As Miami negotiates a deal to build an administration building beside Miami Freedom Park, will plans include a new city hall, freeing the city’s historic Coconut Grove home for something else?
It’s no idle question. Elected officials often combine an edifice complex with a penchant for wheeling and dealing of public lands, especially waterfront. And it’s true that a Miami city hall hasn’t been purpose-built for nearly a century.
If talks of a new city hall exist, it has not been heard about. It’s not necessarily favored, especially to what is today (though not for long) Melreese golf course, the largest city-owned open space. But it’s easy to speculate about the next step after commissioners this month voted to build the long-planned administration building at Melreese shortly after they agreed to a deal to develop at least 1 million square feet of commercial space plus a privately owned soccer stadium on the golf course.
The phrase “at least” is significant, because Miami Freedom Park developers must build 1 million square feet but have carte blanche to build as much more as they want on most of the 131-plus acres. At city hall, “deal” is also an operative term.
The puzzle is complex. The city and the Adler Group agreed in 2018 that Adler would build a new city administration building elsewhere and the city would turn over its present prime Miami River site to Adler to develop along with nearby Adler projects. That deal is still alive.
In the interim, with vocal backing of Mayor Francis Suarez the commission voted to lease the golf course to the developers of Miami Freedom Park. Suddenly, the golf course clubhouse emerged as the preferred – and now chosen – site of the administration building Adler will build.
The reason the city gave for wanting an administration building is that the present one at 444 Second Ave., which was built for Florida Power & Light and sold to the city, isn’t adequate for current needs. While the city finds the building outmoded, the riverfront site is perfect for luxury residences.
When we think of buildings that were not constructed to city specifications and are outmoded, moreover, Miami City Hall must be ahead of the 444 building on the list. The last time Miami built a city hall itself was in 1907 on Flagler Street when the city was 11 years old. The city stayed until it outgrew the site and moved into the then-new Dade County Courthouse in 1928. It left in 1954 and moved into the former Pan American Airways System terminal in Coconut Grove, where it now resides.
According to the Library of Congress, the former PanAm home, built in 1934, was “one of the best planned terminal buildings constructed for either land or marine airports” and could simultaneously handle four seaplanes. It was placed on the National Register of Historic Places in 1975. But efficient and effective as the building was as a base for seaplane trips to and from Latin America – a transportation mode that died in 1945 – it is neither prepossessing nor efficient in a world in which the City of Miami positions itself as an ultra-modern global business hub that is both a tech center and a financial center for cryptocurrency. A small historic building hardly fits the image.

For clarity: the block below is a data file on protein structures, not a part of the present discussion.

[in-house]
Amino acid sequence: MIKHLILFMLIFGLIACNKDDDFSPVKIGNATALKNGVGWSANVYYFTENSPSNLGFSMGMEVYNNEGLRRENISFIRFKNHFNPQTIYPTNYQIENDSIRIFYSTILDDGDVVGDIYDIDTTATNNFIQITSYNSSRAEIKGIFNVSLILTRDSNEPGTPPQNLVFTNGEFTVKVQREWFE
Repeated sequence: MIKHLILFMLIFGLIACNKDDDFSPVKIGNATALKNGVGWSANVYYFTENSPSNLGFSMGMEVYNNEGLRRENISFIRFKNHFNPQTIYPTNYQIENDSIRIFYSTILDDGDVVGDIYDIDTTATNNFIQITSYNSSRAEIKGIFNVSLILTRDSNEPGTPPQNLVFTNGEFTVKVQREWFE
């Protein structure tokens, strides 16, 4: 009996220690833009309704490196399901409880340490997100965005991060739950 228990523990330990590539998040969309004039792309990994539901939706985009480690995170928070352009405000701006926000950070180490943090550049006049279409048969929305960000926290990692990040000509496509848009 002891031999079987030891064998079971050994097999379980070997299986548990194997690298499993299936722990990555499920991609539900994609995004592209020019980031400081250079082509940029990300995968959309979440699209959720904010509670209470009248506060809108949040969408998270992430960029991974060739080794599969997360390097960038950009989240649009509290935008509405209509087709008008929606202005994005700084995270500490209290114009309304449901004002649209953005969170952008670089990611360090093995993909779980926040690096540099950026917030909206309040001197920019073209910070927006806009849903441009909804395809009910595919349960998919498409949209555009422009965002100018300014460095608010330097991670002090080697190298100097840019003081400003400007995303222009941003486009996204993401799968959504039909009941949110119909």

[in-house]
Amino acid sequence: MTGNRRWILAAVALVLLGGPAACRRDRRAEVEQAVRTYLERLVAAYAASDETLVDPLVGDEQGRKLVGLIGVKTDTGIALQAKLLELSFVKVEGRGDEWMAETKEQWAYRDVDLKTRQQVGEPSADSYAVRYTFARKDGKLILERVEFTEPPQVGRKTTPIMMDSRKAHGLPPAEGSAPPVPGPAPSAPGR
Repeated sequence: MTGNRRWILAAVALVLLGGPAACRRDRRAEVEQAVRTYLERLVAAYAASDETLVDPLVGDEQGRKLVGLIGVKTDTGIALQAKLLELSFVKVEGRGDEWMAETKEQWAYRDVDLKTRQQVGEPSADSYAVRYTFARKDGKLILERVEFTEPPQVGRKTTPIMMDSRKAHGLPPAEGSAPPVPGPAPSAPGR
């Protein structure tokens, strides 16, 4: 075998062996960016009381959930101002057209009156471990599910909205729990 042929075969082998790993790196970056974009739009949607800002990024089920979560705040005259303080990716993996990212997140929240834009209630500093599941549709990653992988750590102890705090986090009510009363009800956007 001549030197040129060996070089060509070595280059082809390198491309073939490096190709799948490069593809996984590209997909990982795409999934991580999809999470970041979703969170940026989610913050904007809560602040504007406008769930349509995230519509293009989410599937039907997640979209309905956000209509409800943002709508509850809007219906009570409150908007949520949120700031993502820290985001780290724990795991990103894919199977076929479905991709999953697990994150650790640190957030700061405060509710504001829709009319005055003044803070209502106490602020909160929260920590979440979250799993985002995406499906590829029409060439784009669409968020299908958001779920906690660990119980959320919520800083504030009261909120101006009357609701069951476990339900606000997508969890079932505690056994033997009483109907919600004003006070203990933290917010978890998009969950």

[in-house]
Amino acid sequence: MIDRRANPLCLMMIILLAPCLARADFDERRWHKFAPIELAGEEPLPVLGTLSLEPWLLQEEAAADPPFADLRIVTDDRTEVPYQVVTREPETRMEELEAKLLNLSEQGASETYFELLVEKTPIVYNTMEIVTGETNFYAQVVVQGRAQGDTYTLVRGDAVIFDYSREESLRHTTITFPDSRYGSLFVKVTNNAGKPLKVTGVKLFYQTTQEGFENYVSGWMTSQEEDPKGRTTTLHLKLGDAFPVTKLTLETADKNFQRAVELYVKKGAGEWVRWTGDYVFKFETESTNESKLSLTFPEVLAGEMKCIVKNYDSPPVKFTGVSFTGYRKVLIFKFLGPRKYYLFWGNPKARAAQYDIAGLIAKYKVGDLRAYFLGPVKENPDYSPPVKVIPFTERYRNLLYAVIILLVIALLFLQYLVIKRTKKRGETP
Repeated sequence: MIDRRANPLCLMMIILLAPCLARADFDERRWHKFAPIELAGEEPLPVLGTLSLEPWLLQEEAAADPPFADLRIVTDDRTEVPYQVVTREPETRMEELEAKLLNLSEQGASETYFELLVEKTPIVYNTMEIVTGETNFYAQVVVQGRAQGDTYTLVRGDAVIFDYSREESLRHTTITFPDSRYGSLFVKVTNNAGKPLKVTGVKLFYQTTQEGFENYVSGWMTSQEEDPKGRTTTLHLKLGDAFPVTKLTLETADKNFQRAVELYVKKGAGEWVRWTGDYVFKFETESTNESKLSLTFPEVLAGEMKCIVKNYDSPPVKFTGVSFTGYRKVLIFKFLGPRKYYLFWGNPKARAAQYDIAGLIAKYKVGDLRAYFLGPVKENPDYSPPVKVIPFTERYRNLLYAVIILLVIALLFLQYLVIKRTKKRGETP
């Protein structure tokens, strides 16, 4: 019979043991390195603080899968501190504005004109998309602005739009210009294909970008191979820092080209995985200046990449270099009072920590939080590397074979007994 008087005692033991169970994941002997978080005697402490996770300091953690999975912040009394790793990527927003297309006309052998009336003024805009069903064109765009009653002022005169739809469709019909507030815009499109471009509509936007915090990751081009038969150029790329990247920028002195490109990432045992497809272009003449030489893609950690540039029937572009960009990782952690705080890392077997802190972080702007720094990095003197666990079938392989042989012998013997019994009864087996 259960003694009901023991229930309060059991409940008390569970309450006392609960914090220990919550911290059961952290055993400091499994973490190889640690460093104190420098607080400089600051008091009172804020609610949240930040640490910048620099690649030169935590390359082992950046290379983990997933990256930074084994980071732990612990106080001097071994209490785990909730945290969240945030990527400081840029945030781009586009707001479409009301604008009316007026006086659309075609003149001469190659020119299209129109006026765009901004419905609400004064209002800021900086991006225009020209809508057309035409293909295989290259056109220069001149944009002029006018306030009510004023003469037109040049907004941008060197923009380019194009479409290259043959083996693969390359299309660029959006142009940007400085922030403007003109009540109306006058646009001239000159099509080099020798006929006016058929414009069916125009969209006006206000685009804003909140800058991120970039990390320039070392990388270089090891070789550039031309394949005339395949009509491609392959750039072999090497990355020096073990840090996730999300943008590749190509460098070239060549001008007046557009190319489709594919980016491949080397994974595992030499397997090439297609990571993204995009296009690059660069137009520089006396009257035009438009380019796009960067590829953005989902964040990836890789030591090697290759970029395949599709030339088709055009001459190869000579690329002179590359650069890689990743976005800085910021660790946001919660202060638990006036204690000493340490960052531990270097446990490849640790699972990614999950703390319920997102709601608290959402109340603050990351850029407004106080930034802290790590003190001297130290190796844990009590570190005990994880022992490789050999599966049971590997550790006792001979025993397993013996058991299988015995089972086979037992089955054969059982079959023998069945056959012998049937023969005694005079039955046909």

Nor, in truth, does the building’s format fit needs in the heart of a county that’s nearing 3 million residents. Limited seats in the commission chambers quickly overflow for heated debate. Commission and staff offices are underwhelming. Given ultra-cramped city hall offices, too little space for meetings, and a site far from the present administration building downtown and much farther from the planned administration headquarters at 1550 NW 37th Ave. beside Miami International Airport, if talks of a city hall on the golf course land haven’t already begun, they are anticipated.
And, if such talks do crystallize, what of the current building? Though city hall is on the National Register of Historic Places, it has no protection from alteration or razing. The half million register listings around the US are mostly symbolic, other than for some tax breaks.
The city has no legal duty to retain the structure or to use it in any particular way; it bought the site in 1945 when PanAm no longer needed it and it was a waterfront restaurant before becoming city hall. If it were no longer the city’s home, it might become anything.
Part of the deal to lease Melreese to developers was that land had to be replaced as parkland. That city requirement has yet to be met. If the present city hall became a public park, that bayfront land might be repurposed to help meet that requirement. But a park at the old airline terminal might not fly in Miami. More than likely, developers would seek the bayfront site for commercial uses – condos, offices, an entertainment and dining center, or a hotel.
Because any deal involving the city’s waterfront must face a public vote, officials might craft a deal – that word again – to get workforce or affordable housing elsewhere in return for a developer’s use of the waterfront for other purposes.
The mayor and commissioners could use an old Miami refrain if they took to voters a deal that in the process created a new city hall. You’re heard it often: “We can’t be a great global city without a great X,” in which X has variously stood for baseball stadium, basketball arena, performing arts center, art museum, university – and now, perhaps, City Hall.
In public deals of the past, promises of land use and amenities often were forgotten. Think of promised soccer fields behind the basketball arena downtown that became a staging area, soccer fields at Miami Marine Stadium that became paved parking, high-end dining and retail around the baseball stadium that became medical offices, the parking garage for the performing arts center that became nothing at all. In that category we might one day list the promised replacement of the open land at Melreese – or promises for what is now city hall.